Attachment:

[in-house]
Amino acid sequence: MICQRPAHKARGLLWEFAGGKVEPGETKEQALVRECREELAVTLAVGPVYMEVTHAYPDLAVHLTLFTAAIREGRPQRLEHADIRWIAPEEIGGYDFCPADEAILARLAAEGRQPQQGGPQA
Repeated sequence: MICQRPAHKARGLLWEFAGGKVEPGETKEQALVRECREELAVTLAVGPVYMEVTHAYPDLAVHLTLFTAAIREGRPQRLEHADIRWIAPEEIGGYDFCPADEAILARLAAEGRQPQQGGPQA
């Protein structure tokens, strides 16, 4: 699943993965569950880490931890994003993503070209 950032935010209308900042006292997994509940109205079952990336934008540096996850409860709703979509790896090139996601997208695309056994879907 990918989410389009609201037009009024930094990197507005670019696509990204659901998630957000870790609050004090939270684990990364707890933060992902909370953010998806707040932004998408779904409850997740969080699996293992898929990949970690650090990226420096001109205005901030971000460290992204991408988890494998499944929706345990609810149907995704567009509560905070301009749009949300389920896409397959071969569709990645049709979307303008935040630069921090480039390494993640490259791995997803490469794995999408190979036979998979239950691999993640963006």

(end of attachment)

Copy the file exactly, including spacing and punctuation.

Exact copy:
[in-house]
Amino acid sequence: MICQRPAHKARGLLWEFAGGKVEPGETKEQALVRECREELAVTLAVGPVYMEVTHAYPDLAVHLTLFTAAIREGRPQRLEHADIRWIAPEEIGGYDFCPADEAILARLAAEGRQPQQGGPQA
Repeated sequence: MICQRPAHKARGLLWEFAGGKVEPGETKEQALVRECREELAVTLAVGPVYMEVTHAYPDLAVHLTLFTAAIREGRPQRLEHADIRWIAPEEIGGYDFCPADEAILARLAAEGRQPQQGGPQA
């Protein structure tokens, strides 16, 4: 699943993965569950880490931890994003993503070209 950032935010209308900042006292997994509940109205079952990336934008540096996850409860709703979509790896090139996601997208695309056994879907 990918989410389009609201037009009024930094990197507005670019696509990204659901998630957000870790609050004090939270684990990364707890933060992902909370953010998806707040932004998408779904409850997740969080699996293992898929990949970690650090990226420096001109205005901030971000460290992204991408988890494998499944929706345990609810149907995704567009509560905070301009749009949300389920896409397959071969569709990645049709979307303008935040630069921090480039390494993640490259791995997803490469794995999408190979036979998979239950691999993640963006």